Built Environment Modelling (BEM) offers excellent opportunities to make meaningful stakeholder and public engagement not only possible but also cost effective. People power is essential for getting necessary change and radical design innovations adopted, but to participate in innovation people need to be informed.
To help the firm make full use of, and shape the development of the most useful, BEM tools, Arup’s Foresight, Innovation & Incubation group is engaged in an ongoing review of new design software and innovative applications of existing software. More than simple desk research, the review involves testing and using a range of applications in collaboration with academics, as well as conducting in-depth discussions with suppliers, talking to other users and participating in conferences and ideas workshops.
The vision of the Future Tools program is to move beyond the now proven benefits of component-based modelling (coordinated and up-to-date design information) and to harness the benefits of digital tools that can involve clients and other stakeholders in the design process. We are not advocating co-design, but we do strongly believe that giving people the chance to experience, understand and support proposals is essential for achieving change and innovation in the built environment.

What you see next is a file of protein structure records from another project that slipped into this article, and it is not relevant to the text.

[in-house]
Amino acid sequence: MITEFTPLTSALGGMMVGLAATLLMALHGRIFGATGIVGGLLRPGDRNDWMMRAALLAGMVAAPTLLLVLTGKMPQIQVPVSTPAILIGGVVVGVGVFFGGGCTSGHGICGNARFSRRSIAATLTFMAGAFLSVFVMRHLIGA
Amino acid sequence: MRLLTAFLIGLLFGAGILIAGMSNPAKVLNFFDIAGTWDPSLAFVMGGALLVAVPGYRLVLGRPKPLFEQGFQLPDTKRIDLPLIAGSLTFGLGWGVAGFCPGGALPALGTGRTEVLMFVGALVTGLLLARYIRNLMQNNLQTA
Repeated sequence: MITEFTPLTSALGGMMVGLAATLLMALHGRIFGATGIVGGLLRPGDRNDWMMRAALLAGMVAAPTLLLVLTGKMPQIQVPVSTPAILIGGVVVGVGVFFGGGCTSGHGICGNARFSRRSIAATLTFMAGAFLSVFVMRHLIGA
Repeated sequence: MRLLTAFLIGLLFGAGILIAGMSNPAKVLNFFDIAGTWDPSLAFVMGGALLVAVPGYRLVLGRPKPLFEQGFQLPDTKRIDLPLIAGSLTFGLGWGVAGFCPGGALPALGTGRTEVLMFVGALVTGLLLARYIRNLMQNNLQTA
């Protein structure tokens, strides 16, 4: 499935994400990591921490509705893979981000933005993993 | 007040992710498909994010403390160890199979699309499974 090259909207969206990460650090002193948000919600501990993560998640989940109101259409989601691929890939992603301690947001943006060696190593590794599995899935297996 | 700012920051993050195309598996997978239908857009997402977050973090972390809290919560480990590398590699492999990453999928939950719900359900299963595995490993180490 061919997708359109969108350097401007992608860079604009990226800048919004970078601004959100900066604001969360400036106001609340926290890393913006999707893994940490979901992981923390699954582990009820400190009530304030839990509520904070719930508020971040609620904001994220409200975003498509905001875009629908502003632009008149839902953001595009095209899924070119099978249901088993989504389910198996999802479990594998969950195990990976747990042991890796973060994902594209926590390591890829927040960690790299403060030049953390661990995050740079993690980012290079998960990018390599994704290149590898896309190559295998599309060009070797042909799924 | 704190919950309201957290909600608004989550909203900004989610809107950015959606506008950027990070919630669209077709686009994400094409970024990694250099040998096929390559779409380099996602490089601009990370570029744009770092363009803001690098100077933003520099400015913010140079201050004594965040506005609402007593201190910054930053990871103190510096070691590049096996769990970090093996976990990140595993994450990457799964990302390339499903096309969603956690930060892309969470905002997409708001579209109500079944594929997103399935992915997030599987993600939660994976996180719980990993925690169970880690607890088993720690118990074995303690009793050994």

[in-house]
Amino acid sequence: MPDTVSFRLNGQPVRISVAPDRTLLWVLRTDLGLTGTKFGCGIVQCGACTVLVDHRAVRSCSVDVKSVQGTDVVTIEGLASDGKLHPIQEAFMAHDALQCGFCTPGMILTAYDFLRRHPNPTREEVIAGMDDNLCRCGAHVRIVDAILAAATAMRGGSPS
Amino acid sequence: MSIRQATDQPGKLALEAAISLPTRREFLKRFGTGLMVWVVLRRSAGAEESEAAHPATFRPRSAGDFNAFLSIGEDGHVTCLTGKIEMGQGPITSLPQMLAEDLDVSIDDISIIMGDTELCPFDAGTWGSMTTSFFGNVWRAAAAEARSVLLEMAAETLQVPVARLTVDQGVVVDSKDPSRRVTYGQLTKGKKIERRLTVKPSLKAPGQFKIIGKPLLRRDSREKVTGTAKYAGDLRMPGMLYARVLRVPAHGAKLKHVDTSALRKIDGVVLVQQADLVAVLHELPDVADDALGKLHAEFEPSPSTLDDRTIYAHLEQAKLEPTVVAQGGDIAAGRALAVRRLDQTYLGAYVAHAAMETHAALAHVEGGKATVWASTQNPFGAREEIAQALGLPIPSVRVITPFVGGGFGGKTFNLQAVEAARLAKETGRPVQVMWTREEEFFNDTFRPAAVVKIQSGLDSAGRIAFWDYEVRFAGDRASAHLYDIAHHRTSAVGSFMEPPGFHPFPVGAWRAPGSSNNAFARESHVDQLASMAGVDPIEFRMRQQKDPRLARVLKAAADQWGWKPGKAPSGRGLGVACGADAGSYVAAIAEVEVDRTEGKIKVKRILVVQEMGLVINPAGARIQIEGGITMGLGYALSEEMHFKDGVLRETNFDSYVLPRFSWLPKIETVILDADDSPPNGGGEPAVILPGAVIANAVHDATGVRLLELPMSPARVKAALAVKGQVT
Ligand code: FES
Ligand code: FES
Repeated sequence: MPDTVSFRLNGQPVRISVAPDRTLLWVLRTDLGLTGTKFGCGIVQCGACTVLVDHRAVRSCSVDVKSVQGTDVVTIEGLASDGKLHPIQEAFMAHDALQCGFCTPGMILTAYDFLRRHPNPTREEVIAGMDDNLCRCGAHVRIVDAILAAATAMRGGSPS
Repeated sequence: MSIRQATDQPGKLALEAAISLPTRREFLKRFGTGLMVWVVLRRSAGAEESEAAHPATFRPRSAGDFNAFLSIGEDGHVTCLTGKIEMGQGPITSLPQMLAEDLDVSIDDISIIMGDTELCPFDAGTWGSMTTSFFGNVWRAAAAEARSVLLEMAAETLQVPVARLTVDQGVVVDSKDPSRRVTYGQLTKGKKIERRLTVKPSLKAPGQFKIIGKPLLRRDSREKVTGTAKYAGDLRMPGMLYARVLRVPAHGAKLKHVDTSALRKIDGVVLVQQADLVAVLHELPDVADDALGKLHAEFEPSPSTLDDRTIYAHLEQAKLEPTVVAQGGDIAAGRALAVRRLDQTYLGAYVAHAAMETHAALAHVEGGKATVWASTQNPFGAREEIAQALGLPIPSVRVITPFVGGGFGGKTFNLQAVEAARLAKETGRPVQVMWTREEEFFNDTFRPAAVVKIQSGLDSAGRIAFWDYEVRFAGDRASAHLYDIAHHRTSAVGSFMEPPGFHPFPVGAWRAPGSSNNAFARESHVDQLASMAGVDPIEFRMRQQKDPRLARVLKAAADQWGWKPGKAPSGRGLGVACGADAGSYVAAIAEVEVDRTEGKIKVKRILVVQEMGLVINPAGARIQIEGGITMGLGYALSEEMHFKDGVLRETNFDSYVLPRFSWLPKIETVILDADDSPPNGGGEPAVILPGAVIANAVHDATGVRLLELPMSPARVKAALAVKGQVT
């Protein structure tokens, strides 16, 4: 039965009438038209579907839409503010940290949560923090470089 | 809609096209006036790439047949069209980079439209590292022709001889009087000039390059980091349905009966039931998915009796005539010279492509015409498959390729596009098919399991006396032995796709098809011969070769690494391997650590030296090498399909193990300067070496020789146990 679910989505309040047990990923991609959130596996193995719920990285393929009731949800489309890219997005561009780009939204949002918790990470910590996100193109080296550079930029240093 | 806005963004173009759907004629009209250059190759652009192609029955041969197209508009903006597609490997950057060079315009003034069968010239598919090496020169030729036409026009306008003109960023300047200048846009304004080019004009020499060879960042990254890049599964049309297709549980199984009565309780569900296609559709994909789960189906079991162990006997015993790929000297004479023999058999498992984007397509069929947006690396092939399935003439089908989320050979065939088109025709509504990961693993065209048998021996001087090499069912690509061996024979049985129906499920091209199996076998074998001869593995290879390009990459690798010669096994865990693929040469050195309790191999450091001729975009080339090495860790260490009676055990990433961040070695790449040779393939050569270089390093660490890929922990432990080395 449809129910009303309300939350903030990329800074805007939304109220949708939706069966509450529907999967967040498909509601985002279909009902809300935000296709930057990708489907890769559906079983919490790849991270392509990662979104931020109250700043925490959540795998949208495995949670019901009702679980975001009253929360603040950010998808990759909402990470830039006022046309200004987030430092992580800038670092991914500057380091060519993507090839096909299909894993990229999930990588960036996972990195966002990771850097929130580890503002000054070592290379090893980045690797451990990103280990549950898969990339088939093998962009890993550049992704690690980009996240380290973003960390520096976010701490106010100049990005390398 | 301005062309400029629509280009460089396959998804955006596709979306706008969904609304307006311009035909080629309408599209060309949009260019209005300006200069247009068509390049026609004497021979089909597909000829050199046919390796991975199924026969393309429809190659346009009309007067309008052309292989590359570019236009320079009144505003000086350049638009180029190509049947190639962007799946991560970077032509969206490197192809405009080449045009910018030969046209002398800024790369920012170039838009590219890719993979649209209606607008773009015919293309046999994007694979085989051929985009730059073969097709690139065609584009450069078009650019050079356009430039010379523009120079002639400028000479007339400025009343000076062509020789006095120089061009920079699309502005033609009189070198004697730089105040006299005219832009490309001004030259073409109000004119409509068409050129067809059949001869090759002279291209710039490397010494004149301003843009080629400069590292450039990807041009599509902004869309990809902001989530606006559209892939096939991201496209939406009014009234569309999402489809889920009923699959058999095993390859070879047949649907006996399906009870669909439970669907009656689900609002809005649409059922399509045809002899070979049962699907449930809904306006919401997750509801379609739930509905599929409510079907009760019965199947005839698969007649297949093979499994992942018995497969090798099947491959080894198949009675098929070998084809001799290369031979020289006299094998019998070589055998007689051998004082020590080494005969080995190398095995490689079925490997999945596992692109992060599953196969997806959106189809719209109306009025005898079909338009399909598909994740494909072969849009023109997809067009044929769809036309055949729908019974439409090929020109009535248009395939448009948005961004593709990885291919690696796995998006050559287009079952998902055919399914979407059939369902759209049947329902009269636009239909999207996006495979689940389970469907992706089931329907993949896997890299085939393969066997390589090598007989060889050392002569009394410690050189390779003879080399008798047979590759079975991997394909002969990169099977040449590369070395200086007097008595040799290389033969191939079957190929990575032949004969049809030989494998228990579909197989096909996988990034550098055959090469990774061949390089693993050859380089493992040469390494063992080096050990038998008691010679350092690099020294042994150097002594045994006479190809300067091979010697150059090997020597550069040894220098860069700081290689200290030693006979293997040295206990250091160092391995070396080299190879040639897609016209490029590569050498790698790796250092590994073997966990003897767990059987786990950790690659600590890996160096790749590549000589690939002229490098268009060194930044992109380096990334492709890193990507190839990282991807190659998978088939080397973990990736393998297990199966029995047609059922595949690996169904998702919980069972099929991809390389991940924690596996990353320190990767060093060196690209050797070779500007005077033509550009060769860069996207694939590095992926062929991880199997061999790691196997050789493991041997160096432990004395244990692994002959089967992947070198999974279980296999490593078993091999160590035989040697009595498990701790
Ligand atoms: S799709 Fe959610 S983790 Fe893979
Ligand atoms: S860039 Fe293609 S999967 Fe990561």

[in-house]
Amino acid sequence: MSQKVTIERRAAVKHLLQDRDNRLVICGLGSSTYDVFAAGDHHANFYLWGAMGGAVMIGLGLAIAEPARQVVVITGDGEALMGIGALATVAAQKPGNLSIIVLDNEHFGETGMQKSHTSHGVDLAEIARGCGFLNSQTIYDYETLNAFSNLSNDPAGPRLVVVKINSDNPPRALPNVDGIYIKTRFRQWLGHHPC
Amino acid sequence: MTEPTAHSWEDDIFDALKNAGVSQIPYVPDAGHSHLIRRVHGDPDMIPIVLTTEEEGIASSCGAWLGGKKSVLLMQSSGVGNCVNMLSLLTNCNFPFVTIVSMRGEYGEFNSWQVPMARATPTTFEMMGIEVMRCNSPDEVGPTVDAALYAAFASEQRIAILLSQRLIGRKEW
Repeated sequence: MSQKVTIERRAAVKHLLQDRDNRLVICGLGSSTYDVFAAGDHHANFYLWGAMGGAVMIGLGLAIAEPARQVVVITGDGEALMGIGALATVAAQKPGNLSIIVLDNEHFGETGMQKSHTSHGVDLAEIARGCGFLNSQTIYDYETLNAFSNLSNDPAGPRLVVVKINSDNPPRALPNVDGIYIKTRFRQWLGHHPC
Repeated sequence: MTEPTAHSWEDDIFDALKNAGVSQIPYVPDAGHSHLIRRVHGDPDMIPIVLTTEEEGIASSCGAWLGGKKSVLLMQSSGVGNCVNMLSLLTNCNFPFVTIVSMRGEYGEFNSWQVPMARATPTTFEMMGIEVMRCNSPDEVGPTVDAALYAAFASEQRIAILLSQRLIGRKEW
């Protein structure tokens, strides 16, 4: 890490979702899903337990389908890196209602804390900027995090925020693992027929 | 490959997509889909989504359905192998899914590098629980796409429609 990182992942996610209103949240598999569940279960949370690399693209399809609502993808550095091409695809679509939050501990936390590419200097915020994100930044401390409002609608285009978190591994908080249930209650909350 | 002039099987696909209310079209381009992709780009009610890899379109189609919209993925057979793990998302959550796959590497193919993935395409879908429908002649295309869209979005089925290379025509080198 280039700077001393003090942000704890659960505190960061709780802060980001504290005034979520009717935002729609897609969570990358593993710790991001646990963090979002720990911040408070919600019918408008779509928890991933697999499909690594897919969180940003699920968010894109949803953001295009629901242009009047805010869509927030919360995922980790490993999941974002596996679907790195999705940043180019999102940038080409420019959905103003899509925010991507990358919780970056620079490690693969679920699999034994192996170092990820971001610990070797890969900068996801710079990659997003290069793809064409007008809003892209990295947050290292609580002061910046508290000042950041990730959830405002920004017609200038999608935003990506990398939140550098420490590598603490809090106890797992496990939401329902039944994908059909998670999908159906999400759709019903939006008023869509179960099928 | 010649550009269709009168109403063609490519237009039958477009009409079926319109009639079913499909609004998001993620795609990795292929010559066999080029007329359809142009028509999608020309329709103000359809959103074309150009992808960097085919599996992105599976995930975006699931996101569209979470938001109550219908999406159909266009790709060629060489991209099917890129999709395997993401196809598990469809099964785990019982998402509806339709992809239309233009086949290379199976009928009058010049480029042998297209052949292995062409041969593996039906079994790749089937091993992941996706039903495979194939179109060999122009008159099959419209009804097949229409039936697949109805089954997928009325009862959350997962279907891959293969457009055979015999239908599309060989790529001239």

Future Tools Vision one – BEM for stakeholder engagement: driving the adoption of change and radical design innovation
The vision two of the future tools program looks at how Built Environment Modelling (BEM) can provide a collaborative platform for design inception. This vision researches today’s design exploration process and how BEM can assist by helping explore a variety of ideas to identify the best design solution.
This vision also provides concrete examples explaining the workflow of already existing future tools like the bowl geometry simulation tool and tall building simulation tool.
Future Tools Vision two – BEM for collaborative design inception: harnessing the power of clients’ design intuition
Future tools vision three explores the opportunity for designers to create interactive and immersive models with inter-related physics – including a mix of real and symbolic representation – and facilitate experiential design. These virtual models will allow designers to explore experientially hundreds of potential multidisciplinary design combinations, both qualitatively and quantitatively, in a practical and cost effective way.